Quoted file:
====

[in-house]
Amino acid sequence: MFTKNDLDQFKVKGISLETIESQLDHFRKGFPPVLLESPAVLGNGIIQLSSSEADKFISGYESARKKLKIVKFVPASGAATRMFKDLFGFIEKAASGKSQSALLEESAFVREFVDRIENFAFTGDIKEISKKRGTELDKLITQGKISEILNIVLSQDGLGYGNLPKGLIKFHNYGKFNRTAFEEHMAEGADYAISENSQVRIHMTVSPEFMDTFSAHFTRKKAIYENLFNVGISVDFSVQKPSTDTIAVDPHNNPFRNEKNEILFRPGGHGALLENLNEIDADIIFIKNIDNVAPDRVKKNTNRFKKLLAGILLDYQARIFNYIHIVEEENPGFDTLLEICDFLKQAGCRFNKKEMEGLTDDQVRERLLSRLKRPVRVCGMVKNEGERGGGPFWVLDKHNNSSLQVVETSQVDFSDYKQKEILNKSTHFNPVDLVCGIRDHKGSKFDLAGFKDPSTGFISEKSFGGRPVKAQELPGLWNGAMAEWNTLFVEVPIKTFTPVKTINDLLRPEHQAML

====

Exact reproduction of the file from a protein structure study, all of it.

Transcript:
[in-house]
Amino acid sequence: MFTKNDLDQFKVKGISLETIESQLDHFRKGFPPVLLESPAVLGNGIIQLSSSEADKFISGYESARKKLKIVKFVPASGAATRMFKDLFGFIEKAASGKSQSALLEESAFVREFVDRIENFAFTGDIKEISKKRGTELDKLITQGKISEILNIVLSQDGLGYGNLPKGLIKFHNYGKFNRTAFEEHMAEGADYAISENSQVRIHMTVSPEFMDTFSAHFTRKKAIYENLFNVGISVDFSVQKPSTDTIAVDPHNNPFRNEKNEILFRPGGHGALLENLNEIDADIIFIKNIDNVAPDRVKKNTNRFKKLLAGILLDYQARIFNYIHIVEEENPGFDTLLEICDFLKQAGCRFNKKEMEGLTDDQVRERLLSRLKRPVRVCGMVKNEGERGGGPFWVLDKHNNSSLQVVETSQVDFSDYKQKEILNKSTHFNPVDLVCGIRDHKGSKFDLAGFKDPSTGFISEKSFGGRPVKAQELPGLWNGAMAEWNTLFVEVPIKTFTPVKTINDLLRPEHQAML